Editing tip - Linking to Wikipedia articles[edit source]

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Thank-you for your contributions to Wikiversity! I hope you don't mind being offered a Wikiversity editing tip. Links to Wikipedia article should be made as internal rather than external links. For example, [[w:Pet|pet]] creates a link like this: pet to the Wikipedia pet article. This is preferred to an external link like this or pet.

I hope this helps to further empower your Wikiversity contributions! -- Jtneill - Talk - c 11:29, 26 October 2014 (UTC)Reply[reply]

See also and External links[edit source]

See also is for links to other book chapters and Wikipedia articles. External links is for links to other websites. -- Jtneill - Talk - c 11:30, 26 October 2014 (UTC)Reply[reply]

Multimedia feedback

The accompanying multimedia presentation has been marked according to the marking criteria. Marks are available via the unit's Moodle site. Written feedback is provided below, plus there is a general feedback page. Responses to this feedback can be made by starting a new section below. If you would like further clarification about the marking or feedback, contact the unit convener. If you wish to dispute the marks, see the suggested marking dispute process.


Overall[edit source]

An interesting presentation that is relevant to us all! Well done.

Structure and content[edit source]

Important theories are explored to an adequate level for this overview. Research is really nicely integrated throughout. The structure could be improved; it appears a bit 'choppy' in sections (mostly towards the end). Illustrative examples could also have been included.

Communication[edit source]

The voice-over is well-paced, with good pauses between sentences and slides. Slightly more expression could have been used. Some slides may have too much information, for example, the theories could have been presented separately. The use of dot points would also help to make the slides more clear. No images are included.

Production quality[edit source]

Basic production tools are used to an adequate level. The audio quality is good. The visual quality is generally good, except for one blurry figure. A link to the book chapter is not provided.

ShaunaB (discusscontribs) 04:14, 19 November 2014 (UTC)Reply[reply]

Chapter review and feedback

This chapter has been reviewed according to the marking criteria. Written feedback is provided below, plus there is a general feedback page. Please also check the chapter's page history to check for editing changes made whilst reviewing through the chapter. Responses to this feedback can be made by starting a new section below and/or contacting the reviewer. Chapter marks will be available later via Moodle, along with social contribution marks and feedback. Keep an eye on Announcements.

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Overall[edit source]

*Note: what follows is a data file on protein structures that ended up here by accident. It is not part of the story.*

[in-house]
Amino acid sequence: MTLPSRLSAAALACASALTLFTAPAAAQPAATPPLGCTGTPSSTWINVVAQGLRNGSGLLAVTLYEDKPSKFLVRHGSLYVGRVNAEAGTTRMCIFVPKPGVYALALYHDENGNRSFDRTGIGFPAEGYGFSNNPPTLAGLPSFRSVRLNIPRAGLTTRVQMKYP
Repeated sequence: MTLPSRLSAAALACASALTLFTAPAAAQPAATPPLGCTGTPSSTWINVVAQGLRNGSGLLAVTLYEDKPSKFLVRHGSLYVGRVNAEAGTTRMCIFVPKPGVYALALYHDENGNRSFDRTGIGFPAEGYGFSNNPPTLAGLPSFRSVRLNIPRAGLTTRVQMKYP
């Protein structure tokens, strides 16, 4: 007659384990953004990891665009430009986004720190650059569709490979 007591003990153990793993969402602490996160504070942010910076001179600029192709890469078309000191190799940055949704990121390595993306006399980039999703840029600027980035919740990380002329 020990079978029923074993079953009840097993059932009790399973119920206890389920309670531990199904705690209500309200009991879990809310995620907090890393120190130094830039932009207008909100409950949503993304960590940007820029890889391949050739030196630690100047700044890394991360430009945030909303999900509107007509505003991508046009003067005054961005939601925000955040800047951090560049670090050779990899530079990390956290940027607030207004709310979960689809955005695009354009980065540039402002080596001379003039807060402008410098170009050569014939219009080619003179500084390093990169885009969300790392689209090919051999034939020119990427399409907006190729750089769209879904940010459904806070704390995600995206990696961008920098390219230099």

1. Overall, this is a reasonably good chapter which could be improved by expanding the content around the main topic - i.e., what is the effect of ageing on emotion. For more feedback, see my copyedits and comments below.

Theory[edit source]

  1. Expand focus on the central question e.g., on the final sentence "Later life is marked by increased positive emotions and decreased negative emotions." in the main body.
    1. It could be helpful to discuss and link to Zimbardo's time perspective.

Research[edit source]

    1. The Reeve (2009) textbook is over-cited; concentrate on using primary, peer-reviewed sources.
  1. When describing important research findings, indicate the size of effects in addition to whether or not there was an effect or relationship.
  2. Some statements were unreferenced - see the [factual?] tags

Written expression[edit source]

  1. Written expression is reasonably good.
    1. Some paragraphs are overly long. Each paragraph should communicate one key idea in three to five sentences.
    2. The quality of written expression could be improved (e.g., where clarification templates have been added to the page).
    3. The conclusion provides an effective dot point summary.

citation at the end of the sentence instead.

  1. Layout
    1. Check and correct the heading levels
    2. Coloured boxes and backgrounds were overused; these have been removed.
    3. Not all images have Figure captions.
    4. Limited use of Tables and/or Figures; could be expanded.
  2. Learning features
    1. Some links to Wikipedia and/or Wikiversity articles were added as external links - these should be changed to interwiki links
  3. Spelling is very good.
  4. Grammar is generally very good.
    1. Grammar for some sentences needs improving (e.g., see the [grammar?] tags)
  5. APA style
    1. Put in-text citations in alphabetical order.
    2. Use ampersand (&) inside brackets and "and" outside brackets.
    3. The reference list is not in full APA style.

-- Jtneill - Talk - c 06:55, 30 November 2014 (UTC)Reply[reply]